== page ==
1876 ENGLISH POETRY 1579-1830: SPENSER AND THE TRADITION

Sir Edward Dyer

Robert Carruthers, in Chambers's Cyclopaedia of English Literature, 3rd ed. (1876; 1879) 1:199.



Another courtly poet, SIR EDWARD DYER (circa 1540-1607), is author of several copies of verses, including the following popular piece:

MY MIND TO ME A KINGDOM IS.
My mind to me a kingdom is,
Such present joys therein I find,
That it excels all other bliss
That earth affords or grows by kind:
Though much I want which most would have,
Yet still my mind forbids to crave.

No princely pomp, no wealthy store,
Nor force to win the victory;
No wily wit to salve a sore,
No shape to feed a loving eye;
To none of these I yield as thrall,
For why, my mind doth serve for all.

I see how plenty surfeits oft,
And hasty climbers soon do fall;
I see that those which are aloft,
Mishap does threaten most of all;
These get with toil, they keep with fear;
Such cares my mind could never bear.

Content to live, this is my stay;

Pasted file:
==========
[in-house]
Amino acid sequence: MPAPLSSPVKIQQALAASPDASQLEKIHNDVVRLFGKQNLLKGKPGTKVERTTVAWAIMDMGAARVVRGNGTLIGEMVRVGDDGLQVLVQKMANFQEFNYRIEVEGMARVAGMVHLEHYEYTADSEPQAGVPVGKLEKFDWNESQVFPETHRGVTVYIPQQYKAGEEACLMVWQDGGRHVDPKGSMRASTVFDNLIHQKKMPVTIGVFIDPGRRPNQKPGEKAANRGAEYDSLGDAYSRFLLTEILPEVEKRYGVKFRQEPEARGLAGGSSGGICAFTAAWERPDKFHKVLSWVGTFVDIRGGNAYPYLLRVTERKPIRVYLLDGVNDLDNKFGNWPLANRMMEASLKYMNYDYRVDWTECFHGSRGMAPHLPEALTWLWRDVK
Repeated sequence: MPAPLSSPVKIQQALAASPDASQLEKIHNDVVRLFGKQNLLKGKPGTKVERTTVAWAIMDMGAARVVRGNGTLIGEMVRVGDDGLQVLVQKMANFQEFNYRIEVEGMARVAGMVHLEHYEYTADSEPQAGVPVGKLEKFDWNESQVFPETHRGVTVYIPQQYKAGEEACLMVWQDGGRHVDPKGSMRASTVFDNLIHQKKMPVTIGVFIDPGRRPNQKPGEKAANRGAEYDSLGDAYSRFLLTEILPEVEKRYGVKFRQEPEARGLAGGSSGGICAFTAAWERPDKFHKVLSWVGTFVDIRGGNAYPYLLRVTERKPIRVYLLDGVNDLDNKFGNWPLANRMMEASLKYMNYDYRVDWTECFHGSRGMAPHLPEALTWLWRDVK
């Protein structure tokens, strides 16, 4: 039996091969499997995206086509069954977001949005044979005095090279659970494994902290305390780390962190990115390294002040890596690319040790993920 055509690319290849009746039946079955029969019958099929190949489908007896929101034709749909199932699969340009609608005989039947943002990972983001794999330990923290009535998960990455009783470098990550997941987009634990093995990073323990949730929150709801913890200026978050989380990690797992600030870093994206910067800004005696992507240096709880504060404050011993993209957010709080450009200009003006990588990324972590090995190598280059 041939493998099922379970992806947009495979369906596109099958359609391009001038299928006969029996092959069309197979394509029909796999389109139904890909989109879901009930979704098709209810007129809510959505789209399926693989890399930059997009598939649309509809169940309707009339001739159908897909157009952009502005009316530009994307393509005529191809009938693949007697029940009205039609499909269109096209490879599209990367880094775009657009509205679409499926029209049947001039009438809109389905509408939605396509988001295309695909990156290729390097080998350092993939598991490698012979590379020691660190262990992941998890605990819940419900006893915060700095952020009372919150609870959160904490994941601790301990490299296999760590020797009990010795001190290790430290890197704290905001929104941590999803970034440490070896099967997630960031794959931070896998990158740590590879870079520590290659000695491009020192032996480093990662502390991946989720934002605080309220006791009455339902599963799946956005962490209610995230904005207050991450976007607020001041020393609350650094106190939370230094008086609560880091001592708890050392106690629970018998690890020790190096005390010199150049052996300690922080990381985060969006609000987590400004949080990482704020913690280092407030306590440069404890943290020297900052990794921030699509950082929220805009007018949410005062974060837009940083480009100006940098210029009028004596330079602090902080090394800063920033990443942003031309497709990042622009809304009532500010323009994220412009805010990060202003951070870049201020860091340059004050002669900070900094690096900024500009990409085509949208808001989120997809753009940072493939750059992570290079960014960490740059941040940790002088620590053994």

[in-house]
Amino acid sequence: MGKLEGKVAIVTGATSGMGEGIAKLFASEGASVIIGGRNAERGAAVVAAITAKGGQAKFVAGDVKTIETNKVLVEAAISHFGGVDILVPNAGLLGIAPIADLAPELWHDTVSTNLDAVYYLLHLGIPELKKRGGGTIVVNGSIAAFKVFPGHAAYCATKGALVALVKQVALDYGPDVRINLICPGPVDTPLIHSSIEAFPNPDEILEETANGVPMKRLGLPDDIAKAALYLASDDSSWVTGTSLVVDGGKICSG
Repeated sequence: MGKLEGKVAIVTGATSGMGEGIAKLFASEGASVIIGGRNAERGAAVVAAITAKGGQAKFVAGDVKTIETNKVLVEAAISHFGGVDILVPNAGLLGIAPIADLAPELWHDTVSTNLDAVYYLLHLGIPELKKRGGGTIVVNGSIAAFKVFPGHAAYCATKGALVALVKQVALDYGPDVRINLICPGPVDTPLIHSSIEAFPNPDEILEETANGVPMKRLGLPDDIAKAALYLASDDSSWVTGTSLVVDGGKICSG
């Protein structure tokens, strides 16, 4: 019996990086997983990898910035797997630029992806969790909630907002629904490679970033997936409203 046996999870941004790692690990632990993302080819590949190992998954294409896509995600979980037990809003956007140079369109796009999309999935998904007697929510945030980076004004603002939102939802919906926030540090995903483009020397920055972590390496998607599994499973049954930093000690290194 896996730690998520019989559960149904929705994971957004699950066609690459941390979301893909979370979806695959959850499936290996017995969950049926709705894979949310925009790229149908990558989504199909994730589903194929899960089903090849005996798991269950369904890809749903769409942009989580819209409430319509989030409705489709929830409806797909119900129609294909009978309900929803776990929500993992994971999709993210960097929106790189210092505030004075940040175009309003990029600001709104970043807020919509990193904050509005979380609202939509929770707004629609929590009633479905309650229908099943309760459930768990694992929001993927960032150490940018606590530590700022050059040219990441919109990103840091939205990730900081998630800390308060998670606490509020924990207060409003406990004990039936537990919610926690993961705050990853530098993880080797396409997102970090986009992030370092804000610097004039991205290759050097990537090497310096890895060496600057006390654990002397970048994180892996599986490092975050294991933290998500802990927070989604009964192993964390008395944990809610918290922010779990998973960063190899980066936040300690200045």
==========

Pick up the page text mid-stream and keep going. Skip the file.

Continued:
I seek no more than may suffice;
I press to bear no haughty sway;
Look, what I lack my mind supplies:
Lo! thus I triumph like a king,
Content with that my mind doth bring.

Some have too much, yet still do crave;
I little have and seek no more.
They are but poor, though much they have,
And I am rich with little store:
They poor, I rich, they beg, I give;
They lack, I leave; they pine, I live.

I laugh not at another's loss;
I grudge not at another's gain;
No worldly waves my mind can toss;
My state at once doth still remain:
I fear no foe, I fawn no friend;
I loath not life, nor dread my end.

Some weigh their pleasure by their lust,
Their wisdom by their rage of will;
Their treasure is their only trust;
A cloaked craft their store of skill:
But all the pleasure that I find,
Is to maintain a quiet mind.

My wealth is health and perfect ease;
My conscience clear my chief defence;
I neither seek by bribes to please,
Nor by deceit to breed offence:
Thus do I live; thus will I die;
Would all did so well as I!